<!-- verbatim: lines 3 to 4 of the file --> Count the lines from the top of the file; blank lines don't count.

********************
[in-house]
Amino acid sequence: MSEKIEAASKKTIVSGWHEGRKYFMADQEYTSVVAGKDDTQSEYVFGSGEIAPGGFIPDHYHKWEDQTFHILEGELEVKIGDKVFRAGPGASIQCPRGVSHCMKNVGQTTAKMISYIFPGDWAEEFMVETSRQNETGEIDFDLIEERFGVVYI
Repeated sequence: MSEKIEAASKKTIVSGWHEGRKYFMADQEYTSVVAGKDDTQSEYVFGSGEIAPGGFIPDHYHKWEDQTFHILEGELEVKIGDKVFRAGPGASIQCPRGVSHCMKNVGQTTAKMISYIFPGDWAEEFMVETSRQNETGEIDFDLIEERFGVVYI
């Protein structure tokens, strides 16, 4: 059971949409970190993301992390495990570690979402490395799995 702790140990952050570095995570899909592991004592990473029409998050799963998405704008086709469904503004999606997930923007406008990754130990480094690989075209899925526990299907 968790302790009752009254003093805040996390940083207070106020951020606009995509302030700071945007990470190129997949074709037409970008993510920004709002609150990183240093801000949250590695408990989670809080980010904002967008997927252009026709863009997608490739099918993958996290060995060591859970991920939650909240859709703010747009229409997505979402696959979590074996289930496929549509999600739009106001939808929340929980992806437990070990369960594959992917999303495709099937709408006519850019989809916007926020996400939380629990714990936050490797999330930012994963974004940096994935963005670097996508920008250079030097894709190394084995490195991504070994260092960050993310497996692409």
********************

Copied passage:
Repeated sequence: MSEKIEAASKKTIVSGWHEGRKYFMADQEYTSVVAGKDDTQSEYVFGSGEIAPGGFIPDHYHKWEDQTFHILEGELEVKIGDKVFRAGPGASIQCPRGVSHCMKNVGQTTAKMISYIFPGDWAEEFMVETSRQNETGEIDFDLIEERFGVVYI
């Protein structure tokens, strides 16, 4: 059971949409970190993301992390495990570690979402490395799995 702790140990952050570095995570899909592991004592990473029409998050799963998405704008086709469904503004999606997930923007406008990754130990480094690989075209899925526990299907 968790302790009752009254003093805040996390940083207070106020951020606009995509302030700071945007990470190129997949074709037409970008993510920004709002609150990183240093801000949250590695408990989670809080980010904002967008997927252009026709863009997608490739099918993958996290060995060591859970991920939650909240859709703010747009229409997505979402696959979590074996289930496929549509999600739009106001939808929340929980992806437990070990369960594959992917999303495709099937709408006519850019989809916007926020996400939380629990714990936050490797999330930012994963974004940096994935963005670097996508920008250079030097894709190394084995490195991504070994260092960050993310497996692409």